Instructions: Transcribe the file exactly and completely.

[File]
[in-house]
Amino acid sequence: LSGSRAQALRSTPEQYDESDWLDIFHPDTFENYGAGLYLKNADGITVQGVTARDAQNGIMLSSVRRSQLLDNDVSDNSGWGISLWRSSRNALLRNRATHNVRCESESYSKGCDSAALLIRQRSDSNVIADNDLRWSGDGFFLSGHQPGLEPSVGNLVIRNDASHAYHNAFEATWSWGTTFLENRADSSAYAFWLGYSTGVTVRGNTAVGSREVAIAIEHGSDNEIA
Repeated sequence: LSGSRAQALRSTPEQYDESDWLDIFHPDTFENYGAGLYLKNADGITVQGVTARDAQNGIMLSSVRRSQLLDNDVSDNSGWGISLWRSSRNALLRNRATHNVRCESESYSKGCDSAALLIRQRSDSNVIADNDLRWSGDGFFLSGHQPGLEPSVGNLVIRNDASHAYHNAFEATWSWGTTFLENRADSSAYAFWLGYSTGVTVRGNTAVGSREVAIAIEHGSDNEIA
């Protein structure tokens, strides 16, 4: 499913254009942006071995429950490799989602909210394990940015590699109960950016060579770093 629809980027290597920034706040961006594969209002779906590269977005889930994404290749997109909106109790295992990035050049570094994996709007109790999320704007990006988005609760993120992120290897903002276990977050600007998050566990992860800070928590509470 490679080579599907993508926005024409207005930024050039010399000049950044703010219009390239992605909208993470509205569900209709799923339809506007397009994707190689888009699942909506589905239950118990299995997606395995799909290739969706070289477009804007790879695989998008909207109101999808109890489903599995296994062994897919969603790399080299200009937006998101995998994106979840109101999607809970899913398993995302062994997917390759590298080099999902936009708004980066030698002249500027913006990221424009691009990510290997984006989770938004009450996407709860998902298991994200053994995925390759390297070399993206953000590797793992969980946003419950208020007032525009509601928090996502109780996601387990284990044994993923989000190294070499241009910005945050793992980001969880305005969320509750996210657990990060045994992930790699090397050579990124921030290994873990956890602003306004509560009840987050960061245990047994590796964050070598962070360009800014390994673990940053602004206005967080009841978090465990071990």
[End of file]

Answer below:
[in-house]
Amino acid sequence: LSGSRAQALRSTPEQYDESDWLDIFHPDTFENYGAGLYLKNADGITVQGVTARDAQNGIMLSSVRRSQLLDNDVSDNSGWGISLWRSSRNALLRNRATHNVRCESESYSKGCDSAALLIRQRSDSNVIADNDLRWSGDGFFLSGHQPGLEPSVGNLVIRNDASHAYHNAFEATWSWGTTFLENRADSSAYAFWLGYSTGVTVRGNTAVGSREVAIAIEHGSDNEIA
Repeated sequence: LSGSRAQALRSTPEQYDESDWLDIFHPDTFENYGAGLYLKNADGITVQGVTARDAQNGIMLSSVRRSQLLDNDVSDNSGWGISLWRSSRNALLRNRATHNVRCESESYSKGCDSAALLIRQRSDSNVIADNDLRWSGDGFFLSGHQPGLEPSVGNLVIRNDASHAYHNAFEATWSWGTTFLENRADSSAYAFWLGYSTGVTVRGNTAVGSREVAIAIEHGSDNEIA
């Protein structure tokens, strides 16, 4: 499913254009942006071995429950490799989602909210394990940015590699109960950016060579770093 629809980027290597920034706040961006594969209002779906590269977005889930994404290749997109909106109790295992990035050049570094994996709007109790999320704007990006988005609760993120992120290897903002276990977050600007998050566990992860800070928590509470 490679080579599907993508926005024409207005930024050039010399000049950044703010219009390239992605909208993470509205569900209709799923339809506007397009994707190689888009699942909506589905239950118990299995997606395995799909290739969706070289477009804007790879695989998008909207109101999808109890489903599995296994062994897919969603790399080299200009937006998101995998994106979840109101999607809970899913398993995302062994997917390759590298080099999902936009708004980066030698002249500027913006990221424009691009990510290997984006989770938004009450996407709860998902298991994200053994995925390759390297070399993206953000590797793992969980946003419950208020007032525009509601928090996502109780996601387990284990044994993923989000190294070499241009910005945050793992980001969880305005969320509750996210657990990060045994992930790699090397050579990124921030290994873990956890602003306004509560009840987050960061245990047994590796964050070598962070360009800014390994673990940053602004206005967080009841978090465990071990």